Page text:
Halloween Decorations and Burn Injuries

Halloween is an exciting time for families with young children as well as college students and recent graduates. While these two groups obviously have vastly different ideas as to what constitutes the perfect Halloween party, one thing they do share is a love of Halloween decorations. This includes carved real pumpkins, plastic pumpkins, spider webs, lights, candles, smoke machines, and anything else
you can imagine.

1250811_halloween_related.jpgWhile these decorations can really add a lot to the festivities and be a lot of fun, according to a recent article in Claims Journal (as insurance industry trade publication), they can also serve as a potential fire hazard. The National Fire Protection Association (NFPA) states that between the years 2006 and 2010, there were 900 reported cases of home fires where the primary point of ignition was a decoration. Of these 900 home structure fires, one person was killed and 41 civilians were injured. The agency separates civilians from firefighters when reporting statistics, since firefighter deaths would skew the data, as they involve lots of additional variables.

As to the specific cause of the house fires, over 40 percent of the cases involved candles, and the majority of the remaining fires were a result of a decoration being placed too close to a heat source. While it seems obvious that it would be dangerous to place decorations, such as fake spider webs, near a burning fireplace, many people tend to overlook some less obvious heat sources, such as light bulbs.

In addition to fire-related injuries, there were other types of injuries noted on Halloween. One common type of injury involved someone slipping and falling on a person’s property. First, the insurance industry warns all people to make sure their driveway is adequately lighted, and they mentioned that having a decoration on one’s lawn could constitute an attractive nuisance. If a child was running across a person’s lawn instead of using the lighted driveway, it might be possible to file a lawsuit under the doctrine of attractive nuisance. As your Charlotte personal injury lawyer would be glad to discuss during a consultation, an attractive nuisance is where you have a condition on your property that is essentially inviting kids to come play, and if this results in an injury, you might be liable.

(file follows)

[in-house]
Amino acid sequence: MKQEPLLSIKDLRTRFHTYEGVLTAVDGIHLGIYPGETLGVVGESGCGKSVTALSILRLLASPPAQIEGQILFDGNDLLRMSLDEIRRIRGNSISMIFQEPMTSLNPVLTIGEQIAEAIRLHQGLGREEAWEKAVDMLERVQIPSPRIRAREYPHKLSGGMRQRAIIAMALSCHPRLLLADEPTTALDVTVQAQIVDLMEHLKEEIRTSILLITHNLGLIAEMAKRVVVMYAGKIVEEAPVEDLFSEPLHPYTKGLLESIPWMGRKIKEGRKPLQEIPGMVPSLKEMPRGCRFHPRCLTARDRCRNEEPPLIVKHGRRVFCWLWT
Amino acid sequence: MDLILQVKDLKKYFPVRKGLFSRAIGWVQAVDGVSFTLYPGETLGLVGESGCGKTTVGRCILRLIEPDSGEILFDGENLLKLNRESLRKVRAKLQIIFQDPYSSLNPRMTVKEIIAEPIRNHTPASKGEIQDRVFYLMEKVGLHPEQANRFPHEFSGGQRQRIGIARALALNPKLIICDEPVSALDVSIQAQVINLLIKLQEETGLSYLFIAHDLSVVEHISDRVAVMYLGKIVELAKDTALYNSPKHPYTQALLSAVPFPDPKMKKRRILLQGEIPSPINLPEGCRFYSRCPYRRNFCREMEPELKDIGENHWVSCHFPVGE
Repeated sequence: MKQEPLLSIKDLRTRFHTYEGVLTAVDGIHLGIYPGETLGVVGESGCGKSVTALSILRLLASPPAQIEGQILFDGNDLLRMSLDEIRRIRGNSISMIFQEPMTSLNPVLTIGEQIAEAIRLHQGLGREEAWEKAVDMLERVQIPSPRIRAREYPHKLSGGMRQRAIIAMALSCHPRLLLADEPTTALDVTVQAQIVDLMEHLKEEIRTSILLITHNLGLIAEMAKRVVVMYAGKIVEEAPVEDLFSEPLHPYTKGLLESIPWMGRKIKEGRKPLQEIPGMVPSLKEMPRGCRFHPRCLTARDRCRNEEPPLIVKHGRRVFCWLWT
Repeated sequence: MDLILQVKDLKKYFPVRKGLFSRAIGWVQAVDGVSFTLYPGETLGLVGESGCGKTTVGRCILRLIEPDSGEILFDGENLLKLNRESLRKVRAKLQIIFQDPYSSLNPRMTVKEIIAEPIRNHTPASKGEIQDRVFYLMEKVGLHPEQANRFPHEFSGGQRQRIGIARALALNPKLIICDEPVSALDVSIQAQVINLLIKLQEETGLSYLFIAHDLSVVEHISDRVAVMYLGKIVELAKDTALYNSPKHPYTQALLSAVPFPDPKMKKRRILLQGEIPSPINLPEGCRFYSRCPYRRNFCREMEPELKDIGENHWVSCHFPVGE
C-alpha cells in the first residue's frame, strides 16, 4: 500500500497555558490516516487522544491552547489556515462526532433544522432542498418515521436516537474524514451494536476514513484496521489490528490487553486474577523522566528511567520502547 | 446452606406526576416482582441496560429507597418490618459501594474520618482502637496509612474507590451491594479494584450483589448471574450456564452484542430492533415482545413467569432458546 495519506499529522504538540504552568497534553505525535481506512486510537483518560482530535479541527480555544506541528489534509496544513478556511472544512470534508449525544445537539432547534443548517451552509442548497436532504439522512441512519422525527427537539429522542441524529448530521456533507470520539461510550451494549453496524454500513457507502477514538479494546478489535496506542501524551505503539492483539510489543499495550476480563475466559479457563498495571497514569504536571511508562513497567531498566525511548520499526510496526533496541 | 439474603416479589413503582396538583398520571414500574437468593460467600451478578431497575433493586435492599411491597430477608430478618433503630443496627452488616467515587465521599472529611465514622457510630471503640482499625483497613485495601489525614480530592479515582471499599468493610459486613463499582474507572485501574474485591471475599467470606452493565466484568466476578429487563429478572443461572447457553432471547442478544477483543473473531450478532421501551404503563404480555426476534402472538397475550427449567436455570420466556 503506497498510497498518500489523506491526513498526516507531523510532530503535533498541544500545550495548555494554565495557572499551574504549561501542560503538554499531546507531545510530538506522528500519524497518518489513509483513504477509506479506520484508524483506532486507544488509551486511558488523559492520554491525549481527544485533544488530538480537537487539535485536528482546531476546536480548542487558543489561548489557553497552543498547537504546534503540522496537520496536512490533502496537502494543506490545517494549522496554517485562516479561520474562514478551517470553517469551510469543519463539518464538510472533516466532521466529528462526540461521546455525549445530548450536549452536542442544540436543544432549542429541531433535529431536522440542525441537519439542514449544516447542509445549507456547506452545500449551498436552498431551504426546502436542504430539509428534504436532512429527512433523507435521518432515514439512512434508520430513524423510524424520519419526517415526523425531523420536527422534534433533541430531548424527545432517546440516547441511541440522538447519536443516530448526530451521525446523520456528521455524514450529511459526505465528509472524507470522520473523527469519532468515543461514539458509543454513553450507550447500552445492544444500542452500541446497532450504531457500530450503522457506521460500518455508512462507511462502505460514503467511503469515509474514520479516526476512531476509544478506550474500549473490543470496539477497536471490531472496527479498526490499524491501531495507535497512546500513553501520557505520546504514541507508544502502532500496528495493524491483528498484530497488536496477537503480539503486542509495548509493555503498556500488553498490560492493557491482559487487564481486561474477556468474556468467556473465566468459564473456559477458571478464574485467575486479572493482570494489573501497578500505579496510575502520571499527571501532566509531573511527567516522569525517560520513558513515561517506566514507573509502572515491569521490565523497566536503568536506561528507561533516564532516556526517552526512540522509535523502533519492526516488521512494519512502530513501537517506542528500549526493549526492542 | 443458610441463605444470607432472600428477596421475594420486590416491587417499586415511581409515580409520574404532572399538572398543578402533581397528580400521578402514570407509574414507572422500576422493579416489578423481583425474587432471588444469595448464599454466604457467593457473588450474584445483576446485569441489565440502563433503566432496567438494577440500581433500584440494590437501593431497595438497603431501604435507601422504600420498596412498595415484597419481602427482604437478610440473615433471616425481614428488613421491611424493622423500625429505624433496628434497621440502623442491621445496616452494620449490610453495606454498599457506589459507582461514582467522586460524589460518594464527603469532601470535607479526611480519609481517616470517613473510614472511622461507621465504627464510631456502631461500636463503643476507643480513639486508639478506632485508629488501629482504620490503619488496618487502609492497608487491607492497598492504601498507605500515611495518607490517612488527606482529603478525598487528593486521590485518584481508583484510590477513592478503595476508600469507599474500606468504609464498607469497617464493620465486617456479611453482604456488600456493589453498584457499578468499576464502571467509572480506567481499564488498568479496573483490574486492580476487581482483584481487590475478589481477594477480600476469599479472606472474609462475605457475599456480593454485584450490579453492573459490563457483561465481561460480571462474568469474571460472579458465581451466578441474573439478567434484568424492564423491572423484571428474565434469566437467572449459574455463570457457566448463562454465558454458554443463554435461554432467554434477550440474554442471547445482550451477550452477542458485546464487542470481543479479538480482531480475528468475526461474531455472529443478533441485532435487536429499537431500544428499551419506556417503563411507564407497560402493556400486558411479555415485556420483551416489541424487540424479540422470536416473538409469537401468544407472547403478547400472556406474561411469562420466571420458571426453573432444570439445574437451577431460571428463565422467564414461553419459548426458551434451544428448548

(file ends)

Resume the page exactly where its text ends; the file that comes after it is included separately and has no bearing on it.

A common example of an attractive nuisance is a swimming pool. When you are not using the pool, it is best to make sure there is a fence to keep people away. If a child sees the pool and walks over to it when no lifeguard is present, he could be seriously injured or killed as a result of what would be classified as an attractive nuisance.

Another area of concern in terms of personal injury on Halloween for older partygoers involves the over consumption of alcohol. If the host of a party allows someone to drink too much, and that results in a serious personal injury at the party or even after the party, the social host may be liable for any damage done. With regard to damage done after the party, the test is whether that specific type of injury was foreseeable.

Contact our Carolina personal injury lawyers at Lee Law Offices today by calling 800-887-1965.

Additional Resources:
Halloween Brings Up Scary Risks, October 30, 2015, Claims Journal, by Denise Johnson
More Blog Entries:
$25M South Carolina Wrongful Death Lawsuit Filed in Student’s Death, Oct. 12, 2015, Greenville Injury Attorney Blog

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